The major histocompatibility complex (MHC) in humans is a set of highly polymorphic genes coding for histocompatibility antigens which are the molecules MHC I and MHC II presenting antigens to T-lymphocytes, and of genes displaying limited polymorphism and coding for MHC III molecules which are also associated with immune response. It is important to point out, also with regard to the diversity of the MHC molecules, which may be classical or non-classical, that the ability to present antigens and the activation of T lymphocytes is linked to both the high polymorphism of MHC molecules and the level of their expression in cells. In humans, the genes of the major histocompatibility complex can be found on the short arm of chromosome 6. The HLA-A, HLA-B, and HLA-C (human leukocyte antigen-A, -B, -C) genes that code for the classical MHC molecules (class Ia, MHC Ia) can be found in the MHC I region, in the telomere part of chromosome 6. These molecules are highly polymorphic and play a key role in the presentation of proteins. The same part also contains the HLA-E, HLA-F, and HLA-G genes as well as the MIC A and MIC B (MHC class I-related chain -A, -B) genes which code for the non-classical MHC I molecules (class Ib, MHC Ib). As opposed to the MHC Ia molecule, MHC I non-classical molecules display a significantly lesser degree of polymorphism, and their distribution in tissues is significantly more limited. The MHC II region, which is situated closer to the centromere, contains the HLA-DP, HLA-DQ and HLA-DR genes that condition the synthesis of the classical MHC II molecules (class IIa, MHC IIa). These are highly polymorphic, as MHC Ia also is, and play a major part in the protein presentation. In that region there are also the HLA-DM and HLA-DO genes which code for the non-classical MHC II (class IIb, MHC IIb) molecules, i.e. the HLA-DM and HLA-DO molecules which are atypical and not very polymorphic, and their role in the antigen presentation is limited to participation in the exchange of the CLIP (class II-associated invariant chain) peptide for the antigen. The region of the genes encoding MHC class III molecules is situated between the MHC I region and the MHC II region. It encompasses the genes of the complement system components (proteins C2 and C4) and those of factor B, as well as other genes, e.g. the genes encoding tumour necrosis factors (TNF) α and β and a heat shock protein (HSP) 70. It should be noted, however, that the classical antigens of the major histocompatibility complex in humans, the MHC Ia and MHC IIa molecules, as well as some non-classical molecules of both the MHC antigen types take part, as key elements, in the development of adaptive immune response (7, 11, 19, 21, 38).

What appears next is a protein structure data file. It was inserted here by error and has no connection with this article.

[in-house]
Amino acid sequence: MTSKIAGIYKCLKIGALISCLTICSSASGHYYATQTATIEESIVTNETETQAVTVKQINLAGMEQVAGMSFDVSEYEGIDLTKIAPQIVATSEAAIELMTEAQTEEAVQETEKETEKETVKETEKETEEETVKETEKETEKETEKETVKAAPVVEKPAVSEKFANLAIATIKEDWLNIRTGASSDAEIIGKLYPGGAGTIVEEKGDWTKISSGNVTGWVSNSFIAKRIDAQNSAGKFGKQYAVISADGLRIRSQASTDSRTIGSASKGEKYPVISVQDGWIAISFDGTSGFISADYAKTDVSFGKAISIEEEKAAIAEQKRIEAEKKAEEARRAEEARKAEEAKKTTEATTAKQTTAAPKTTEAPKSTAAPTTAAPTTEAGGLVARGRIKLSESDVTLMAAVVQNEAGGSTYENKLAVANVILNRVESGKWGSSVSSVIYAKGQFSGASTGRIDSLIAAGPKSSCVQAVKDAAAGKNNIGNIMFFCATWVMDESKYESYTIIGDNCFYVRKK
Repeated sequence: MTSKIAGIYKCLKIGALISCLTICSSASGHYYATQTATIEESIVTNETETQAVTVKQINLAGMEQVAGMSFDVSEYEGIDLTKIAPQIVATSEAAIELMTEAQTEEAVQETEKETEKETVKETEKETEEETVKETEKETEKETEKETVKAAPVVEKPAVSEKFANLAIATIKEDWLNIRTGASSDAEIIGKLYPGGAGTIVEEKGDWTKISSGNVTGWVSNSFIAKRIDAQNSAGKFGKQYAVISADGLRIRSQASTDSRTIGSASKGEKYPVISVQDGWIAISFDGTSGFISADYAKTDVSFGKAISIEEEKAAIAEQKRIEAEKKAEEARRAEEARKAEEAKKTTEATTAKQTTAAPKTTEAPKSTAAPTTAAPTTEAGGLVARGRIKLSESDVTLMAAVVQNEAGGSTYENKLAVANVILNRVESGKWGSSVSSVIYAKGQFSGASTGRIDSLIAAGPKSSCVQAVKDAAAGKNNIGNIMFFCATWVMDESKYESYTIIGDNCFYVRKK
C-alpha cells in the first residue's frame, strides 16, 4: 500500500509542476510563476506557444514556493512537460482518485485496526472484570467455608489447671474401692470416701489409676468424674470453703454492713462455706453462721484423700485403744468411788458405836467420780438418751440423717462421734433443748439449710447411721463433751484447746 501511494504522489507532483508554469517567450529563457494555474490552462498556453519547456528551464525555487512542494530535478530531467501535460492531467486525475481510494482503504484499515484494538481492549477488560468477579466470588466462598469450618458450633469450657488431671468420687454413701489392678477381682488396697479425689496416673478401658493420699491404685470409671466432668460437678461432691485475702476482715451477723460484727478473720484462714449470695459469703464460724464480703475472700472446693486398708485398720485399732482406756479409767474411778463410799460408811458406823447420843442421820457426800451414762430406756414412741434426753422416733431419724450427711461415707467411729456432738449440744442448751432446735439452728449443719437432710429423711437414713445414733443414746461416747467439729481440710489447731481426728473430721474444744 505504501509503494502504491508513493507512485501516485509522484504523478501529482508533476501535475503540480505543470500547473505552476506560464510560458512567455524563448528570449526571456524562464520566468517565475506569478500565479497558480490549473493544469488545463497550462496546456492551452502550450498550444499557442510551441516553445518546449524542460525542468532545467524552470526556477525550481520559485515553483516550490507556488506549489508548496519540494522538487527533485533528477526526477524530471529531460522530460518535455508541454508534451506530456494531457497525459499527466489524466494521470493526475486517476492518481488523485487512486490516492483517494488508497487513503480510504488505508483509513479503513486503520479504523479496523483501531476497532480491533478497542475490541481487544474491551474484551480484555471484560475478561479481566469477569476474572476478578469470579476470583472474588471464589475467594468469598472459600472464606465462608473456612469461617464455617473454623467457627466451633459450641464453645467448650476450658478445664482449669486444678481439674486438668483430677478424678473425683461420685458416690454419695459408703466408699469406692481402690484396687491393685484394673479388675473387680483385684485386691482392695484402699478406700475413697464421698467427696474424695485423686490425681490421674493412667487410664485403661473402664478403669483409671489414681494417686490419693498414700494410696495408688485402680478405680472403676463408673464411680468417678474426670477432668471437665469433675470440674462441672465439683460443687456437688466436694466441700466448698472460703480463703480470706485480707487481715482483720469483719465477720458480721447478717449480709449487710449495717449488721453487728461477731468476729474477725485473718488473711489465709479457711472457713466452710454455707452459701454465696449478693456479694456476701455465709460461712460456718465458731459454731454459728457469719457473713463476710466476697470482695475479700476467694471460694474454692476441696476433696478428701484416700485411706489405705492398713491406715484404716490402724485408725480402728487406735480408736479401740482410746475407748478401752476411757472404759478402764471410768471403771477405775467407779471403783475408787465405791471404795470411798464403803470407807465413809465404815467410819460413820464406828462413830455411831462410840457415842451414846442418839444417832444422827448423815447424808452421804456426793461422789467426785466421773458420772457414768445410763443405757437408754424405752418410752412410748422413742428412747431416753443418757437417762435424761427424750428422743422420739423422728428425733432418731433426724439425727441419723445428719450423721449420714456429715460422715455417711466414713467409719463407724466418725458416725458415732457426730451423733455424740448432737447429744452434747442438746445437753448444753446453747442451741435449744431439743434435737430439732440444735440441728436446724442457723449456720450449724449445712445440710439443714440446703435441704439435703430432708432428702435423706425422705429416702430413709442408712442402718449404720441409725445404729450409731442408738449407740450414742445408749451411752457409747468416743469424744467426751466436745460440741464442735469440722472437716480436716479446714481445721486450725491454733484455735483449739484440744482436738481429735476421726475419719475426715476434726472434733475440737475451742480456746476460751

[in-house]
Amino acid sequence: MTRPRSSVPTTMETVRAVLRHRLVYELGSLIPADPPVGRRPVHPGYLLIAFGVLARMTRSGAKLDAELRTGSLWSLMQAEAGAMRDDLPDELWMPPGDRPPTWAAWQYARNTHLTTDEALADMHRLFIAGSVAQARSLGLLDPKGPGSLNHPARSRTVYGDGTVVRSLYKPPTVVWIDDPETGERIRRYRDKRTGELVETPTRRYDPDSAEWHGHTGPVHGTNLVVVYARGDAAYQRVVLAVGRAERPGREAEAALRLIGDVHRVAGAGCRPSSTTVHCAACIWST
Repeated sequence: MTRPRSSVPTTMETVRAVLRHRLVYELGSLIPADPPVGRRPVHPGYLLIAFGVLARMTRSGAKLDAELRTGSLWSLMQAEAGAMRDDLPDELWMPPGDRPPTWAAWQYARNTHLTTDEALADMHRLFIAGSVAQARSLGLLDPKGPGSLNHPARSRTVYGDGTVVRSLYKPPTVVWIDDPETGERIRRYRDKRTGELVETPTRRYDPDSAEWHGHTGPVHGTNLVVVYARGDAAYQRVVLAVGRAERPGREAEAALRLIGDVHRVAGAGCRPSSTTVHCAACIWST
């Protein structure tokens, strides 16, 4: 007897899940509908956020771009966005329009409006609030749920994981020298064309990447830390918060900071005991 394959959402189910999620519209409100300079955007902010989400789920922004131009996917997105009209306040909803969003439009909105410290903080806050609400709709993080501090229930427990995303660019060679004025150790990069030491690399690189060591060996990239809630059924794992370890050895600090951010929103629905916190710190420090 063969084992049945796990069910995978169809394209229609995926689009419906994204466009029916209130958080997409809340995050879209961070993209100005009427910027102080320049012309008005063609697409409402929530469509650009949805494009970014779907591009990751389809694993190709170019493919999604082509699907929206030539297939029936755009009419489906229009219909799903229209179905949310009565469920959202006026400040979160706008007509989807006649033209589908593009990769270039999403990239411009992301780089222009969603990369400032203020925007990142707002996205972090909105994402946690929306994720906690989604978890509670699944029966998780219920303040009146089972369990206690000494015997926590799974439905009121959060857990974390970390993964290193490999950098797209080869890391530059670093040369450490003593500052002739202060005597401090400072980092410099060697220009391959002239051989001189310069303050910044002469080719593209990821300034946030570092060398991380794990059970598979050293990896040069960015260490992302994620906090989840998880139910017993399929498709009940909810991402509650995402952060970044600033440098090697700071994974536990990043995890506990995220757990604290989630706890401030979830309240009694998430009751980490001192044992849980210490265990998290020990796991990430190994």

In humans, MHC class I molecules can be found on the surfaces of nuclear cells, erythrocytes, and platelets. The molecules are composed of the heavy chain α that consists of domains α1, α2, and α3, and of a light chain linked by a non-covalent bond, i.e. the β2 subunit called a microglobulin (β2M). The external domains α1 and α2 of heavy chain α, which are distinguished by high polymorphism, form an antigen-binding groove – a place where endogenous antigens originating from the cell’s own peptides and the pathogens replicating inside the cell or viruses bind to each other. These molecules develop in the lumen of the endoplasmic reticulum (ER), where heavy chain α combines with β2M. There, MHC I molecules, accompanied by tapasin that temporarily strains the antigen-binding groove and takes part in binding high affinity peptides, take the form of an immune complex – an antigen peptide – MHC I (p-MHC I). Once the p-MHC I complex has emerged onto the surface of the cell, it takes part in the presentation of antigens to CD8+ cytotoxic T lymphocytes (11, 19, 21, 38). Relatively less is known about the functions of the MHC Ib molecules coded for by the considerably less polymorphous genes HLA-E, HLA-F and HLA-G (19). The MIC A and MIC B molecules, which are functionally different from MHC Ia, are, on the other hand, considered products of the genes expressed on the neoplastic cell surface, and ligands for the C-type lectin receptor NKG2D that is present on natural killer cells (NK) cells, Tγδ lymphocytes, Tαβ CD8+ lymphocytes, and macrophages. It is necessary to emphasise that the proteins from the family of C-type lectin receptors play an important role in the susceptibility of neoplastic cells to the activity of NK cells (11, 18).